I was eleven, no more, when the wish came to me to be a writer; and then very soon it was a settled ambition. But for the young V. S. Naipaul, there was a great distance between the wish and its fulfillment. To become a writer, he would have to find ways of understanding three very different cultures: his family's half-remembered Indian homeland, the West Indian colonial society in which he grew up, and the wholly foreign world of the English novels he read. In this essay of literary autobiography, V. S. Naipaul sifts through memories of his childhood in Trinidad, his university days in England, and his earliest attempts at writing, seeking the experiences of life and reading that shaped his imagination and his growth as a writer. He pays particular attention to the traumas of India under its various conquerors and the painful sense of dereliction and loss that shadows writers' attempts to capture the country and its people in prose.
Naipaul's profound reflections on the relations between personal or historical experience and literary form, between the novel and the world, reveal how he came to discover both his voice and the subjects of his writing, and how he learned to turn sometimes to fiction, sometimes to the travel narrative, to portray them truthfully. Along the way he offers insights into the novel's prodigious development as a form for depicting and interpreting society in the nineteenth century and its diminishing capacity to do the same in the twentieth-a task that, in his view, passed to the creative energies of the early cinema.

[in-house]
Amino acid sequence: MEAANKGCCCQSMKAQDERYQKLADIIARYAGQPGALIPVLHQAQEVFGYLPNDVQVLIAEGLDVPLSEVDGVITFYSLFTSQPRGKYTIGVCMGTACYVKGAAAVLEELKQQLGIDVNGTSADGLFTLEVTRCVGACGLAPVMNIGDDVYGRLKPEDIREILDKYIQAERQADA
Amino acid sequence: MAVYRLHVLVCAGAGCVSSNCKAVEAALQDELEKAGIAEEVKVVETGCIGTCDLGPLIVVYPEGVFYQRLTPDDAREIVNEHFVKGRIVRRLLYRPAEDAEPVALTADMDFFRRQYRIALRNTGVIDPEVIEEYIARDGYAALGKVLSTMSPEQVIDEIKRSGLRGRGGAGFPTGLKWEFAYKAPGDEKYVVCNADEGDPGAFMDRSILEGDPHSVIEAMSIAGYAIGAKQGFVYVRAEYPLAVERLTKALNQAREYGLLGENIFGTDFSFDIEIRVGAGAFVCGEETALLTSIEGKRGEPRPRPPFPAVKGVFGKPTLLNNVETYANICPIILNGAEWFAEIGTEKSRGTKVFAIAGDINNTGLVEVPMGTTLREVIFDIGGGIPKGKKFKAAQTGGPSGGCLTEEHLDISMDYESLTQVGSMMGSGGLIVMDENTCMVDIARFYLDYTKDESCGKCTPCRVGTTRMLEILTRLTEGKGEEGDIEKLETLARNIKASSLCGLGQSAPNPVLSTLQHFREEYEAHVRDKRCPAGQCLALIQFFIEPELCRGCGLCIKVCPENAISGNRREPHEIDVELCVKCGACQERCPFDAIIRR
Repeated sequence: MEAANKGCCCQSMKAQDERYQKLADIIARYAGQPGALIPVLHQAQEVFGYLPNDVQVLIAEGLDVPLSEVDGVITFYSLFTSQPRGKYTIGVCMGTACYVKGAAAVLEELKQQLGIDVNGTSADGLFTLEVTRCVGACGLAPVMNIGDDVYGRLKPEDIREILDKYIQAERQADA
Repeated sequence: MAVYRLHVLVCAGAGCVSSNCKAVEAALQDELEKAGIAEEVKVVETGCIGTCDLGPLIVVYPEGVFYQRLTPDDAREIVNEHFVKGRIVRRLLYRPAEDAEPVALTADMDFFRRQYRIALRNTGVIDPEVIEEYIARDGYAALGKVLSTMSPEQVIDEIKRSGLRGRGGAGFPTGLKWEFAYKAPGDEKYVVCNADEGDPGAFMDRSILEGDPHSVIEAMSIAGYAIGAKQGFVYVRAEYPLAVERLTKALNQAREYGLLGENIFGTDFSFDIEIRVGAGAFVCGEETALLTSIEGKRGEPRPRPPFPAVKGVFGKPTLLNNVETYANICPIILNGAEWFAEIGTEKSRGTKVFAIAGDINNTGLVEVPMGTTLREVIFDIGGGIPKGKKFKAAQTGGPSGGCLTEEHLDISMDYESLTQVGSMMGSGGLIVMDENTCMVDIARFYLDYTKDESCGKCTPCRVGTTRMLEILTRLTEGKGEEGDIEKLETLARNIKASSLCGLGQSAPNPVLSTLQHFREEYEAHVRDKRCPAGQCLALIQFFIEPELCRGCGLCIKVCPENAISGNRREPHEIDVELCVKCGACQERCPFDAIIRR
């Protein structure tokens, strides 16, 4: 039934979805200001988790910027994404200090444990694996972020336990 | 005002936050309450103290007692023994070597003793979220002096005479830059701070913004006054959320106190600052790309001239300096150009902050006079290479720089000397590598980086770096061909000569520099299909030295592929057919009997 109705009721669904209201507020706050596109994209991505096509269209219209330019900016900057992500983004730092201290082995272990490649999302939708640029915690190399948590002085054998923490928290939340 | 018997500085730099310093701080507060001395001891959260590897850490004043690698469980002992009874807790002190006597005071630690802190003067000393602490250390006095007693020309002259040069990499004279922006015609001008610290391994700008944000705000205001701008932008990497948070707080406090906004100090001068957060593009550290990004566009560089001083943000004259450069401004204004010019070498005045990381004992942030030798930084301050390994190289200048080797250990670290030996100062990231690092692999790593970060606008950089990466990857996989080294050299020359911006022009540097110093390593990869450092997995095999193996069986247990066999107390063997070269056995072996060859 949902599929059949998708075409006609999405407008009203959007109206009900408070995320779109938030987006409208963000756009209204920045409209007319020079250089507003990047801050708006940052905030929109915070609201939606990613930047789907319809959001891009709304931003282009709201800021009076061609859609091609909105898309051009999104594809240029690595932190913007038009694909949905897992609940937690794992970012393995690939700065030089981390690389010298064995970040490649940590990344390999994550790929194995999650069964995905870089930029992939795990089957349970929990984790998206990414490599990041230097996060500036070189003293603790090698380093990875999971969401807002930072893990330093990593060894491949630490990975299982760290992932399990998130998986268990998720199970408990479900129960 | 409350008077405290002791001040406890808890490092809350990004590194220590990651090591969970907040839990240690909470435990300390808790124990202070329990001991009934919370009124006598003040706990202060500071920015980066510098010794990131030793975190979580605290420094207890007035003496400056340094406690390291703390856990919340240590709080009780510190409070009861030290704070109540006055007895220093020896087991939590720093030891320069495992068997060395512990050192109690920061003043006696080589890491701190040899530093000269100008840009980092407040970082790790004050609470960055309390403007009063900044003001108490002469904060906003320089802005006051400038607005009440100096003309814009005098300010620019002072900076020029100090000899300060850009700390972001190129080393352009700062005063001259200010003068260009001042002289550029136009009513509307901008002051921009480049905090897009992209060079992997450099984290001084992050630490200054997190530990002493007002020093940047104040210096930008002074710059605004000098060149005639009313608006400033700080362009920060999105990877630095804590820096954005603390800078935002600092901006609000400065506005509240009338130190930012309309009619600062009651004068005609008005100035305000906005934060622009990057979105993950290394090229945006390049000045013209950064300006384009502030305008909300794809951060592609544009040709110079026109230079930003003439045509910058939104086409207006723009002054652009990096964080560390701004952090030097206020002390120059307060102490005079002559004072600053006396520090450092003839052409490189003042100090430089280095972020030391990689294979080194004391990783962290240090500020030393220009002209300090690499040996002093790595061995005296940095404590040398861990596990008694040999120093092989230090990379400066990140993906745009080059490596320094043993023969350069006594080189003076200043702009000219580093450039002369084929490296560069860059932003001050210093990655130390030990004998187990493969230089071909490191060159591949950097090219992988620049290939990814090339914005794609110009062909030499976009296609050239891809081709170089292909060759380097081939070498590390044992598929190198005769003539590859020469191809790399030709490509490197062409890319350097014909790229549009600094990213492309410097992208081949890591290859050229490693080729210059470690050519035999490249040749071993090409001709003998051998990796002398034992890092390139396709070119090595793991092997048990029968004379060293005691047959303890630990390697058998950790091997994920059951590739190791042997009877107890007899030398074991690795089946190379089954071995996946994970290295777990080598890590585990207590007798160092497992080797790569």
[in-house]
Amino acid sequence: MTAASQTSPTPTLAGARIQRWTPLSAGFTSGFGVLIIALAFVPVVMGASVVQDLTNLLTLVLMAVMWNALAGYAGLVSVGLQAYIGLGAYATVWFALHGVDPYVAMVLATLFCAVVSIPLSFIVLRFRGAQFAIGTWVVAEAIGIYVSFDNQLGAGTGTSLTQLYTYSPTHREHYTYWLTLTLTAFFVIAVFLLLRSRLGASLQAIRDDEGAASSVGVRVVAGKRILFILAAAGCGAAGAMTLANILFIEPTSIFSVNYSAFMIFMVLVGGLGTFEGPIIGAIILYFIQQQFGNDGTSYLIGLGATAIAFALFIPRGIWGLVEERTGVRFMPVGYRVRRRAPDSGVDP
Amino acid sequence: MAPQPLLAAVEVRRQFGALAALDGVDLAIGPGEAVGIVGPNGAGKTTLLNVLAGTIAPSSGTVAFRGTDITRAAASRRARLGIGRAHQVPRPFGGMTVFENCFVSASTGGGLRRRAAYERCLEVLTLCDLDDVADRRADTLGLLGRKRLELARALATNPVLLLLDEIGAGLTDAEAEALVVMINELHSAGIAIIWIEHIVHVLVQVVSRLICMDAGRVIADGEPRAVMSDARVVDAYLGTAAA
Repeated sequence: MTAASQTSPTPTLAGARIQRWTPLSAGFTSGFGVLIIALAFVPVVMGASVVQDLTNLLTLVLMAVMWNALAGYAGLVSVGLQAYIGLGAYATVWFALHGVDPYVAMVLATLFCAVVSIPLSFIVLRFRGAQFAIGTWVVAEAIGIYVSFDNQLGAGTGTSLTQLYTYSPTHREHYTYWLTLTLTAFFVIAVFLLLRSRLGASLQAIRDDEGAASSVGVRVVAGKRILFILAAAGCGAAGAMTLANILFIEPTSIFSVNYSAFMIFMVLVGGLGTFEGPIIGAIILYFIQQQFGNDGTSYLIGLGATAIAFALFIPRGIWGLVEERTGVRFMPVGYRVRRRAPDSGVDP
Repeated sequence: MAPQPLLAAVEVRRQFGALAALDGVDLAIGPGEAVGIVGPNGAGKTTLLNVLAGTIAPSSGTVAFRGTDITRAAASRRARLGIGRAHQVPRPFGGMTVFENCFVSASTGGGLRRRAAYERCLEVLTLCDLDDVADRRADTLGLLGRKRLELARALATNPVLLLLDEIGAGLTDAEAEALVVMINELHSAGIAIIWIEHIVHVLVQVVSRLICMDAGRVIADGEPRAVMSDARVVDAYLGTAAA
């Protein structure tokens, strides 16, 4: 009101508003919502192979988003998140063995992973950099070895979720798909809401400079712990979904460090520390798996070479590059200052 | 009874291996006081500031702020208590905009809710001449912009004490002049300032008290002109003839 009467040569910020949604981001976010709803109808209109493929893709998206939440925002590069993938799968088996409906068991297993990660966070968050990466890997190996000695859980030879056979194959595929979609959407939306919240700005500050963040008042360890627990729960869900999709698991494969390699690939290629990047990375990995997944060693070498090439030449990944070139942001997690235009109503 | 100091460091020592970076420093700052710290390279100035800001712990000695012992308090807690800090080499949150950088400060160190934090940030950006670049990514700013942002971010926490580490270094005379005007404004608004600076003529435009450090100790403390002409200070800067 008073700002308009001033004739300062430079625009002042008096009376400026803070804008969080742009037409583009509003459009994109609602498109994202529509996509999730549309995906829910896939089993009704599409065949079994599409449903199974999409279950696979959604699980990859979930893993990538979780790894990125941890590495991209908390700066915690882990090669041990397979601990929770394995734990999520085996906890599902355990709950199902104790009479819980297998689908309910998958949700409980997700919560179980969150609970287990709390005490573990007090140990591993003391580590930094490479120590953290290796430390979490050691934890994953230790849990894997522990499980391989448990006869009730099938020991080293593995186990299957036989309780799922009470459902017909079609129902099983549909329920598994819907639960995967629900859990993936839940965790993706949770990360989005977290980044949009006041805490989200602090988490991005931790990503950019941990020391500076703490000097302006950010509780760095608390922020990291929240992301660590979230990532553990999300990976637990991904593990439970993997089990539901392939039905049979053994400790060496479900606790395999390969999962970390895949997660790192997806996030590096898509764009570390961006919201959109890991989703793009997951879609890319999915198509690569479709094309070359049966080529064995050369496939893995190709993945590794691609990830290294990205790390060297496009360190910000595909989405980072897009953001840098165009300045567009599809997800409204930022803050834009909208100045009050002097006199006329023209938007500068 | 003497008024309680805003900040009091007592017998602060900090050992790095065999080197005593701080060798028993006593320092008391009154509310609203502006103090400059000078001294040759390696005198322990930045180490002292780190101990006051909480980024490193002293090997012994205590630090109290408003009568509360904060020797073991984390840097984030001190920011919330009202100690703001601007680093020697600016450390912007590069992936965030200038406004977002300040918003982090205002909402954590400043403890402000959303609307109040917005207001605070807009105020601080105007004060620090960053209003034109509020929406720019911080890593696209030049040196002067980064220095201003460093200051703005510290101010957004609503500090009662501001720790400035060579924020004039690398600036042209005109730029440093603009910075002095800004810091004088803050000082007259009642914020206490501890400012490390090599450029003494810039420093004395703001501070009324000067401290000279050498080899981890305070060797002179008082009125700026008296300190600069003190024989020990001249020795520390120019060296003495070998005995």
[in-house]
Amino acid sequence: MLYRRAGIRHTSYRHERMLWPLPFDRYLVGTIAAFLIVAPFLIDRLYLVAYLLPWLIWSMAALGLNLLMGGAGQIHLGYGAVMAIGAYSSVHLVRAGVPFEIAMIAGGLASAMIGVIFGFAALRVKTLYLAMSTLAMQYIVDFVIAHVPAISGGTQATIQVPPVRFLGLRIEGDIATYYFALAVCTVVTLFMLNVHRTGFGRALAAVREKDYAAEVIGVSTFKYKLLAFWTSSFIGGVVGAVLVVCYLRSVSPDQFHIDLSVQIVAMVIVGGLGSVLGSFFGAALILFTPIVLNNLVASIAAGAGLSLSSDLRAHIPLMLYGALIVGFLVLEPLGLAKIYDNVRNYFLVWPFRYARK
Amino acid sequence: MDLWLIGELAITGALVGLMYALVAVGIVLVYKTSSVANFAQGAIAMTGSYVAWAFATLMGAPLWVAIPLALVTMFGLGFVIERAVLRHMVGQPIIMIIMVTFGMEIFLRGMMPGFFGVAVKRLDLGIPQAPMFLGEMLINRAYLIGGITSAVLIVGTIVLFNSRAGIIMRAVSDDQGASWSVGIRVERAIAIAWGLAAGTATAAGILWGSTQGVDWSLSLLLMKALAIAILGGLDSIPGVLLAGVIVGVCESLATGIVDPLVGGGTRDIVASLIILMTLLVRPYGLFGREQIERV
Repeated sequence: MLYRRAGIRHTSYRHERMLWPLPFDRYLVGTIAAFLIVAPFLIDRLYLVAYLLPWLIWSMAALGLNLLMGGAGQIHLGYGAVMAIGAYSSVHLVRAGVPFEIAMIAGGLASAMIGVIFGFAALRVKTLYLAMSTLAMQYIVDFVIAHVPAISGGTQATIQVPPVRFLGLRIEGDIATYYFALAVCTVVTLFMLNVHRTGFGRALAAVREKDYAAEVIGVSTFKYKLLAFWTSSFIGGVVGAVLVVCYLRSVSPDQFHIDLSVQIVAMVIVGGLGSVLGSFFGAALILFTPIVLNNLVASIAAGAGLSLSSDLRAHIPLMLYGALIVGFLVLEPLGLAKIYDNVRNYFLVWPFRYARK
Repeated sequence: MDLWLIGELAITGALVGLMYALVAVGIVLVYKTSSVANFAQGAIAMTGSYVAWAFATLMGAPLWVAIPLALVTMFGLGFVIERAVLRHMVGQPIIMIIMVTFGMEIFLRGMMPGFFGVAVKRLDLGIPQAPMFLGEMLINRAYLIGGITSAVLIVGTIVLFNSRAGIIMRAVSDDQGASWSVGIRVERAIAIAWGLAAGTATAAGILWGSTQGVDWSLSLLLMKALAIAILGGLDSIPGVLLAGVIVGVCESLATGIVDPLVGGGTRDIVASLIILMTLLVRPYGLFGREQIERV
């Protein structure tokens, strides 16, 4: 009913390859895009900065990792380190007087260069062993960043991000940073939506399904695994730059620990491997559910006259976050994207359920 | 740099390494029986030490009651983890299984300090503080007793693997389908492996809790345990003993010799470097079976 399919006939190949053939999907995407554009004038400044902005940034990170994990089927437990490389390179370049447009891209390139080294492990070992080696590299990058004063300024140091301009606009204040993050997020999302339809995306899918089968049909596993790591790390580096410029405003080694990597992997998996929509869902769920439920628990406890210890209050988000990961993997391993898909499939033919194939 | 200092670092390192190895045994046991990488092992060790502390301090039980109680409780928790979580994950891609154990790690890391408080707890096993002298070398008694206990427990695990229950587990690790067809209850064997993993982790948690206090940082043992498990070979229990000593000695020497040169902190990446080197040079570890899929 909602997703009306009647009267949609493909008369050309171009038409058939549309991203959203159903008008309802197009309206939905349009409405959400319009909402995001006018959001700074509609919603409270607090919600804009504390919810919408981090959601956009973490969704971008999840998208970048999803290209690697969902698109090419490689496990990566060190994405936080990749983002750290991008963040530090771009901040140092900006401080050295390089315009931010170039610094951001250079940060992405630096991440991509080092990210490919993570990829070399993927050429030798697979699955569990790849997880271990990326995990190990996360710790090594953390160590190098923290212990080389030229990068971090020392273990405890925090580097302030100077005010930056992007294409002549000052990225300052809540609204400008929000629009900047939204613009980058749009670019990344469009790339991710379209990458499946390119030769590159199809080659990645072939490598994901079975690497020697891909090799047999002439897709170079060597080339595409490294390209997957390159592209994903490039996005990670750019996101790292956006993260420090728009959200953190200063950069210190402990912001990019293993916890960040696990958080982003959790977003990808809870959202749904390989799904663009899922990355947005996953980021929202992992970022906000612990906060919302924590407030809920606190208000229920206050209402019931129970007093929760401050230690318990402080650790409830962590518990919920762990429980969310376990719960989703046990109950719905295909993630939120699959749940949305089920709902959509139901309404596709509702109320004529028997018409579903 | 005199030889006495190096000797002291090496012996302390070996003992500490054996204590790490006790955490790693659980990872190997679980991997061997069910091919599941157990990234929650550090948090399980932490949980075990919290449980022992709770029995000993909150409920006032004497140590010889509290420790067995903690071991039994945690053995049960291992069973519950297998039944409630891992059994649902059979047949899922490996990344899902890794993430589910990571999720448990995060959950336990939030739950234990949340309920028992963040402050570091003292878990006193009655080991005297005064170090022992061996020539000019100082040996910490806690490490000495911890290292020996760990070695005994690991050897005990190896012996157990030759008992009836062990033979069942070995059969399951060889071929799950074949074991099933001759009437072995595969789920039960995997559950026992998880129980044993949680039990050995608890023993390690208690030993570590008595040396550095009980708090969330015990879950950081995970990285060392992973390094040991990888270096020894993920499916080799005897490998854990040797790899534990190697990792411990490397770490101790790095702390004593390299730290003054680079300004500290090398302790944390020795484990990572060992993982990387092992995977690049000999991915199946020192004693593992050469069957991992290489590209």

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(210mm x 145mm x 11mm)
Publisher: The New York Review of Books, Inc
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UK Kirkus Review »
'I didn't have to be taught it: the story of Rama's unjust banishment to the dangerous forest was like something I had always known. It lay below the writing I was to get to know later in the city, the Anderson and Aesop I was to read on my own, and the things my father was to read to me'. In this slim handsome volume, V S Naipaul discusses the business of writing in frank but profound terms. He reflects on how his idea of being a writer evolved, how the idea existed before the need or material had arrived: 'a private idea, and a curiously ennobling one, seperate from school and seperate from the disordered and disintegrating life of our Hindu extended family.' Naipaul makes plain that it is happenstance that shapes a writer, not a writing course. For him the volatile elements were his articulate father, the epic poem Ramayana, the literary whims of his schoolteacher Mr Worm, and the British Empire that 'sent us the Everyman's Library and Penguin Books and the Collins Classics'. For better or worse, together they gave him his 'private anthology of literature'. Ultimately, however, 'what is good forgets whatever models it might have had, and is unexpected; we have to catch it on the wing'. (Kirkus UK)
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Author Biography - V. S. Naipaul
V. S. Naipaul was born in Trinidad in 1932 and emigrated to England in 1950, when he won a scholarship to University College, Oxford. He is the author of many novels, including A House for Mr. Biswas, A Bend in the River, and In a Free State, which won the Booker Prize. He has also written several nonfiction works based on his travels, including India: A Million Mutinies Now and Beyond Belief: Islamic Excursions Among the Converted Peoples. He was knighted in 1990 and in 1993 was the first recipient of the David Cohen British Literature Prize.